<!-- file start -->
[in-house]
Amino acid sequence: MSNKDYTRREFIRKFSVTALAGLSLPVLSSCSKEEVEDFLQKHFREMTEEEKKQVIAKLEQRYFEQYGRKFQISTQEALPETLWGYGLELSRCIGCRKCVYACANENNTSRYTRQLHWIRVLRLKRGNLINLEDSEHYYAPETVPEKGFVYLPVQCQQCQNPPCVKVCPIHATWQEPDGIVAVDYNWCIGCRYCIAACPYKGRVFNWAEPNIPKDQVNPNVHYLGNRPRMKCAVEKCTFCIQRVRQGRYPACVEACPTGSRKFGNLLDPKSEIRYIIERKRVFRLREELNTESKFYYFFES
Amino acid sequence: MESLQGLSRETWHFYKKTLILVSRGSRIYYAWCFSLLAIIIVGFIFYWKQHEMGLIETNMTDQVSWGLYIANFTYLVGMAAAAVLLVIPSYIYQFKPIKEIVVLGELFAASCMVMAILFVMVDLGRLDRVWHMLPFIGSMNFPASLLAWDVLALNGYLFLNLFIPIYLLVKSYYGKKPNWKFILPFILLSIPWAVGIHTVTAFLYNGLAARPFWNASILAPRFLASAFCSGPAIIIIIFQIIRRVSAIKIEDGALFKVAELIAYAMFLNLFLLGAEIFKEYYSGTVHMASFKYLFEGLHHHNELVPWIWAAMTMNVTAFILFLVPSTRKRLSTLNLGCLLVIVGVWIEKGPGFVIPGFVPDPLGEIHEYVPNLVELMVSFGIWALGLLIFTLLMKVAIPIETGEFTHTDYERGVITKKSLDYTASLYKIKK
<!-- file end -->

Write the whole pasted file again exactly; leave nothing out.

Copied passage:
[in-house]
Amino acid sequence: MSNKDYTRREFIRKFSVTALAGLSLPVLSSCSKEEVEDFLQKHFREMTEEEKKQVIAKLEQRYFEQYGRKFQISTQEALPETLWGYGLELSRCIGCRKCVYACANENNTSRYTRQLHWIRVLRLKRGNLINLEDSEHYYAPETVPEKGFVYLPVQCQQCQNPPCVKVCPIHATWQEPDGIVAVDYNWCIGCRYCIAACPYKGRVFNWAEPNIPKDQVNPNVHYLGNRPRMKCAVEKCTFCIQRVRQGRYPACVEACPTGSRKFGNLLDPKSEIRYIIERKRVFRLREELNTESKFYYFFES
Amino acid sequence: MESLQGLSRETWHFYKKTLILVSRGSRIYYAWCFSLLAIIIVGFIFYWKQHEMGLIETNMTDQVSWGLYIANFTYLVGMAAAAVLLVIPSYIYQFKPIKEIVVLGELFAASCMVMAILFVMVDLGRLDRVWHMLPFIGSMNFPASLLAWDVLALNGYLFLNLFIPIYLLVKSYYGKKPNWKFILPFILLSIPWAVGIHTVTAFLYNGLAARPFWNASILAPRFLASAFCSGPAIIIIIFQIIRRVSAIKIEDGALFKVAELIAYAMFLNLFLLGAEIFKEYYSGTVHMASFKYLFEGLHHHNELVPWIWAAMTMNVTAFILFLVPSTRKRLSTLNLGCLLVIVGVWIEKGPGFVIPGFVPDPLGEIHEYVPNLVELMVSFGIWALGLLIFTLLMKVAIPIETGEFTHTDYERGVITKKSLDYTASLYKIKK